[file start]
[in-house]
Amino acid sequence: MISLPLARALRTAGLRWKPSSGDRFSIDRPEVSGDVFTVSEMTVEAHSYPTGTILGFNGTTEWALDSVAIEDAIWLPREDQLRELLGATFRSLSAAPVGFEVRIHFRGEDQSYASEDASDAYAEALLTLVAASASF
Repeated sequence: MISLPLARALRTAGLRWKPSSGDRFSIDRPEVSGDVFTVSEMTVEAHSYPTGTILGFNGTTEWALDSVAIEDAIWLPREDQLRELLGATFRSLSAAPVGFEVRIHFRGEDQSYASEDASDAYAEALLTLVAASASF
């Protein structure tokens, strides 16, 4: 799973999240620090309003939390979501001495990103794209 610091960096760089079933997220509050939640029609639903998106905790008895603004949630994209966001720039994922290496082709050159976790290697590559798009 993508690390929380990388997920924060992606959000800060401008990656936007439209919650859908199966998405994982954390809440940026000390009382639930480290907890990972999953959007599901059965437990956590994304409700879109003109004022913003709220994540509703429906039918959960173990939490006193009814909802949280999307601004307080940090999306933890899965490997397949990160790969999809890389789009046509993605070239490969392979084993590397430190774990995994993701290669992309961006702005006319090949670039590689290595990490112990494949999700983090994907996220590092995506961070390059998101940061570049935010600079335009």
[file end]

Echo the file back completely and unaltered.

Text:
[in-house]
Amino acid sequence: MISLPLARALRTAGLRWKPSSGDRFSIDRPEVSGDVFTVSEMTVEAHSYPTGTILGFNGTTEWALDSVAIEDAIWLPREDQLRELLGATFRSLSAAPVGFEVRIHFRGEDQSYASEDASDAYAEALLTLVAASASF
Repeated sequence: MISLPLARALRTAGLRWKPSSGDRFSIDRPEVSGDVFTVSEMTVEAHSYPTGTILGFNGTTEWALDSVAIEDAIWLPREDQLRELLGATFRSLSAAPVGFEVRIHFRGEDQSYASEDASDAYAEALLTLVAASASF
């Protein structure tokens, strides 16, 4: 799973999240620090309003939390979501001495990103794209 610091960096760089079933997220509050939640029609639903998106905790008895603004949630994209966001720039994922290496082709050159976790290697590559798009 993508690390929380990388997920924060992606959000800060401008990656936007439209919650859908199966998405994982954390809440940026000390009382639930480290907890990972999953959007599901059965437990956590994304409700879109003109004022913003709220994540509703429906039918959960173990939490006193009814909802949280999307601004307080940090999306933890899965490997397949990160790969999809890389789009046509993605070239490969392979084993590397430190774990995994993701290669992309961006702005006319090949670039590689290595990490112990494949999700983090994907996220590092995506961070390059998101940061570049935010600079335009």